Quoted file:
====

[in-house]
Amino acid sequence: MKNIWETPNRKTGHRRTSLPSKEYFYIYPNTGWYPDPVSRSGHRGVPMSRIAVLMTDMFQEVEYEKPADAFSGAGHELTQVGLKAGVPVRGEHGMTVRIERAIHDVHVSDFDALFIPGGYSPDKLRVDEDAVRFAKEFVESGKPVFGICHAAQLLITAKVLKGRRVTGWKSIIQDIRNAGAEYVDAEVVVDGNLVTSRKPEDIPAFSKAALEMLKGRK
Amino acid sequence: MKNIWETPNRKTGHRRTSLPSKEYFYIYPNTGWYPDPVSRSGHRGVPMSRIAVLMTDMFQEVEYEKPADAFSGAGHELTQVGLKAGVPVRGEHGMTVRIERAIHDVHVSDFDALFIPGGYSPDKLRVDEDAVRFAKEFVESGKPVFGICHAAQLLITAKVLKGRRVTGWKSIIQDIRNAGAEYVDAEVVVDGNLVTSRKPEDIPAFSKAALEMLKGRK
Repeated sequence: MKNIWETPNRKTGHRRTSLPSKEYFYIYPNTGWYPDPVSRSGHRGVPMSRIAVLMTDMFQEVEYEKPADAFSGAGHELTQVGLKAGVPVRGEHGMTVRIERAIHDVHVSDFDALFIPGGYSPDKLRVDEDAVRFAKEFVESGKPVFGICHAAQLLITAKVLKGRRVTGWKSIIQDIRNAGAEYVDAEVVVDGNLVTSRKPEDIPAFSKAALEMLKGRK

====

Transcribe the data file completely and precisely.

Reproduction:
[in-house]
Amino acid sequence: MKNIWETPNRKTGHRRTSLPSKEYFYIYPNTGWYPDPVSRSGHRGVPMSRIAVLMTDMFQEVEYEKPADAFSGAGHELTQVGLKAGVPVRGEHGMTVRIERAIHDVHVSDFDALFIPGGYSPDKLRVDEDAVRFAKEFVESGKPVFGICHAAQLLITAKVLKGRRVTGWKSIIQDIRNAGAEYVDAEVVVDGNLVTSRKPEDIPAFSKAALEMLKGRK
Amino acid sequence: MKNIWETPNRKTGHRRTSLPSKEYFYIYPNTGWYPDPVSRSGHRGVPMSRIAVLMTDMFQEVEYEKPADAFSGAGHELTQVGLKAGVPVRGEHGMTVRIERAIHDVHVSDFDALFIPGGYSPDKLRVDEDAVRFAKEFVESGKPVFGICHAAQLLITAKVLKGRRVTGWKSIIQDIRNAGAEYVDAEVVVDGNLVTSRKPEDIPAFSKAALEMLKGRK
Repeated sequence: MKNIWETPNRKTGHRRTSLPSKEYFYIYPNTGWYPDPVSRSGHRGVPMSRIAVLMTDMFQEVEYEKPADAFSGAGHELTQVGLKAGVPVRGEHGMTVRIERAIHDVHVSDFDALFIPGGYSPDKLRVDEDAVRFAKEFVESGKPVFGICHAAQLLITAKVLKGRRVTGWKSIIQDIRNAGAEYVDAEVVVDGNLVTSRKPEDIPAFSKAALEMLKGRK